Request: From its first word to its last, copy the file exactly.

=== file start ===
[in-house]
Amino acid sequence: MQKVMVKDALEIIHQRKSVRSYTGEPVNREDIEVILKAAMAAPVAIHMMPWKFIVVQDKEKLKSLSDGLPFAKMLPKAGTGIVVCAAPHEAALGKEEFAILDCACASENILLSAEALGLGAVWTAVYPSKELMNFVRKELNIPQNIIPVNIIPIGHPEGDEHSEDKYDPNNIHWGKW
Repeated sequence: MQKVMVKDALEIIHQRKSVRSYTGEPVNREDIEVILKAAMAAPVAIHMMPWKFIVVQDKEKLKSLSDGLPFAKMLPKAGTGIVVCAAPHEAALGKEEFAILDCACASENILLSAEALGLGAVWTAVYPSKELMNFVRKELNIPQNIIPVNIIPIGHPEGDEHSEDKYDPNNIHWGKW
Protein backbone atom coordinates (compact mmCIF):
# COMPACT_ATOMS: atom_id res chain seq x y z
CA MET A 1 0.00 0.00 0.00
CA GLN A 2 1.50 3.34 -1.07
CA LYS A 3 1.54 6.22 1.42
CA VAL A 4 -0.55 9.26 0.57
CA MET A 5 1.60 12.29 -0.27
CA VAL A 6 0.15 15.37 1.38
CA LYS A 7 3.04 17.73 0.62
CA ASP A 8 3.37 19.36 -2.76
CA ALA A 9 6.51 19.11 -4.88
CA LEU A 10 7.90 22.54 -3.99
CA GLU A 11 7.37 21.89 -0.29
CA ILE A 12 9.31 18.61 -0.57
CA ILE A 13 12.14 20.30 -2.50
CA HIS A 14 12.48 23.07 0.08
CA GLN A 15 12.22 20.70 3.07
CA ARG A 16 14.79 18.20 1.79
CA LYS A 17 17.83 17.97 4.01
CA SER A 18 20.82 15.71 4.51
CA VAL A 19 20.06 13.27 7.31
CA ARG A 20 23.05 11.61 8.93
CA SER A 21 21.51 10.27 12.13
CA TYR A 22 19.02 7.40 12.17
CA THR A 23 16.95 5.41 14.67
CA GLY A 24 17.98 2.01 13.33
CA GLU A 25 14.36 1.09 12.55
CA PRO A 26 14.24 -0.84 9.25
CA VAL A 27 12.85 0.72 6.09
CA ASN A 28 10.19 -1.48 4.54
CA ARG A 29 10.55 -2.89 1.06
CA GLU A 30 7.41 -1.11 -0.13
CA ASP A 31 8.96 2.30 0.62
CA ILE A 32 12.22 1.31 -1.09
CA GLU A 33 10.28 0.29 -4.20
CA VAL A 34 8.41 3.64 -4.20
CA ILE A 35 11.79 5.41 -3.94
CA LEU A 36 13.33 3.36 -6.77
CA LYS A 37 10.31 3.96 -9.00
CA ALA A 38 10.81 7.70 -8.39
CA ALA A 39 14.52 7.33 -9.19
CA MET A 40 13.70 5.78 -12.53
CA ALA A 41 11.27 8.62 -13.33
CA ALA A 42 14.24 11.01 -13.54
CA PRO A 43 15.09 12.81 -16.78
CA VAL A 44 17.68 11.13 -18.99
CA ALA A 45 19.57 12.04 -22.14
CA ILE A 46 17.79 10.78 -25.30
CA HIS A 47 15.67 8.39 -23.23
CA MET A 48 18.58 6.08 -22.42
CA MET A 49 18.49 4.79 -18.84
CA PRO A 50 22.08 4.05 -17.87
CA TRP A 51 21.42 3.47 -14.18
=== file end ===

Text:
[in-house]
Amino acid sequence: MQKVMVKDALEIIHQRKSVRSYTGEPVNREDIEVILKAAMAAPVAIHMMPWKFIVVQDKEKLKSLSDGLPFAKMLPKAGTGIVVCAAPHEAALGKEEFAILDCACASENILLSAEALGLGAVWTAVYPSKELMNFVRKELNIPQNIIPVNIIPIGHPEGDEHSEDKYDPNNIHWGKW
Repeated sequence: MQKVMVKDALEIIHQRKSVRSYTGEPVNREDIEVILKAAMAAPVAIHMMPWKFIVVQDKEKLKSLSDGLPFAKMLPKAGTGIVVCAAPHEAALGKEEFAILDCACASENILLSAEALGLGAVWTAVYPSKELMNFVRKELNIPQNIIPVNIIPIGHPEGDEHSEDKYDPNNIHWGKW
Protein backbone atom coordinates (compact mmCIF):
# COMPACT_ATOMS: atom_id res chain seq x y z
CA MET A 1 0.00 0.00 0.00
CA GLN A 2 1.50 3.34 -1.07
CA LYS A 3 1.54 6.22 1.42
CA VAL A 4 -0.55 9.26 0.57
CA MET A 5 1.60 12.29 -0.27
CA VAL A 6 0.15 15.37 1.38
CA LYS A 7 3.04 17.73 0.62
CA ASP A 8 3.37 19.36 -2.76
CA ALA A 9 6.51 19.11 -4.88
CA LEU A 10 7.90 22.54 -3.99
CA GLU A 11 7.37 21.89 -0.29
CA ILE A 12 9.31 18.61 -0.57
CA ILE A 13 12.14 20.30 -2.50
CA HIS A 14 12.48 23.07 0.08
CA GLN A 15 12.22 20.70 3.07
CA ARG A 16 14.79 18.20 1.79
CA LYS A 17 17.83 17.97 4.01
CA SER A 18 20.82 15.71 4.51
CA VAL A 19 20.06 13.27 7.31
CA ARG A 20 23.05 11.61 8.93
CA SER A 21 21.51 10.27 12.13
CA TYR A 22 19.02 7.40 12.17
CA THR A 23 16.95 5.41 14.67
CA GLY A 24 17.98 2.01 13.33
CA GLU A 25 14.36 1.09 12.55
CA PRO A 26 14.24 -0.84 9.25
CA VAL A 27 12.85 0.72 6.09
CA ASN A 28 10.19 -1.48 4.54
CA ARG A 29 10.55 -2.89 1.06
CA GLU A 30 7.41 -1.11 -0.13
CA ASP A 31 8.96 2.30 0.62
CA ILE A 32 12.22 1.31 -1.09
CA GLU A 33 10.28 0.29 -4.20
CA VAL A 34 8.41 3.64 -4.20
CA ILE A 35 11.79 5.41 -3.94
CA LEU A 36 13.33 3.36 -6.77
CA LYS A 37 10.31 3.96 -9.00
CA ALA A 38 10.81 7.70 -8.39
CA ALA A 39 14.52 7.33 -9.19
CA MET A 40 13.70 5.78 -12.53
CA ALA A 41 11.27 8.62 -13.33
CA ALA A 42 14.24 11.01 -13.54
CA PRO A 43 15.09 12.81 -16.78
CA VAL A 44 17.68 11.13 -18.99
CA ALA A 45 19.57 12.04 -22.14
CA ILE A 46 17.79 10.78 -25.30
CA HIS A 47 15.67 8.39 -23.23
CA MET A 48 18.58 6.08 -22.42
CA MET A 49 18.49 4.79 -18.84
CA PRO A 50 22.08 4.05 -17.87
CA TRP A 51 21.42 3.47 -14.18